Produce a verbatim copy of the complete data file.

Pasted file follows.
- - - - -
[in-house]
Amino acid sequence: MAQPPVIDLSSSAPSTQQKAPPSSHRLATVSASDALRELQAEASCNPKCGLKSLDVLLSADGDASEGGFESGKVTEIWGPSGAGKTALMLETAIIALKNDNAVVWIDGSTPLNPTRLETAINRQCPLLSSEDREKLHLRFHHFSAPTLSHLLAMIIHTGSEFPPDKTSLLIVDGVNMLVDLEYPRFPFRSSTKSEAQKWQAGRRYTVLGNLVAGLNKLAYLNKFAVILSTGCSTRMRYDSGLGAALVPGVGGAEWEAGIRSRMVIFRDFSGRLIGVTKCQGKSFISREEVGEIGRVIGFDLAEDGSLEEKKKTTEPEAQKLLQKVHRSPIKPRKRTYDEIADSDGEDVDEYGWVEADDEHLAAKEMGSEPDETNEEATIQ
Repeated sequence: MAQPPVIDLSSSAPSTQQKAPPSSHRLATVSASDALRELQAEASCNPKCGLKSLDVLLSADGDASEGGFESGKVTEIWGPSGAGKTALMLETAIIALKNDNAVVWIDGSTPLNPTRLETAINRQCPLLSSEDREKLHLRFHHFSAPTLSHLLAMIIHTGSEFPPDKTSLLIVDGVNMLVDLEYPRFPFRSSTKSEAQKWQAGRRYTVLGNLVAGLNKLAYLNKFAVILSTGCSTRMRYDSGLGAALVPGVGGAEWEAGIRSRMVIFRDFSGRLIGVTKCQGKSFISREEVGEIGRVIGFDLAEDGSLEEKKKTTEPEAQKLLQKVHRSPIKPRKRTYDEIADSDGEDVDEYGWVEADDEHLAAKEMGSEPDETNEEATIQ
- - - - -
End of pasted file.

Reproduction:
[in-house]
Amino acid sequence: MAQPPVIDLSSSAPSTQQKAPPSSHRLATVSASDALRELQAEASCNPKCGLKSLDVLLSADGDASEGGFESGKVTEIWGPSGAGKTALMLETAIIALKNDNAVVWIDGSTPLNPTRLETAINRQCPLLSSEDREKLHLRFHHFSAPTLSHLLAMIIHTGSEFPPDKTSLLIVDGVNMLVDLEYPRFPFRSSTKSEAQKWQAGRRYTVLGNLVAGLNKLAYLNKFAVILSTGCSTRMRYDSGLGAALVPGVGGAEWEAGIRSRMVIFRDFSGRLIGVTKCQGKSFISREEVGEIGRVIGFDLAEDGSLEEKKKTTEPEAQKLLQKVHRSPIKPRKRTYDEIADSDGEDVDEYGWVEADDEHLAAKEMGSEPDETNEEATIQ
Repeated sequence: MAQPPVIDLSSSAPSTQQKAPPSSHRLATVSASDALRELQAEASCNPKCGLKSLDVLLSADGDASEGGFESGKVTEIWGPSGAGKTALMLETAIIALKNDNAVVWIDGSTPLNPTRLETAINRQCPLLSSEDREKLHLRFHHFSAPTLSHLLAMIIHTGSEFPPDKTSLLIVDGVNMLVDLEYPRFPFRSSTKSEAQKWQAGRRYTVLGNLVAGLNKLAYLNKFAVILSTGCSTRMRYDSGLGAALVPGVGGAEWEAGIRSRMVIFRDFSGRLIGVTKCQGKSFISREEVGEIGRVIGFDLAEDGSLEEKKKTTEPEAQKLLQKVHRSPIKPRKRTYDEIADSDGEDVDEYGWVEADDEHLAAKEMGSEPDETNEEATIQ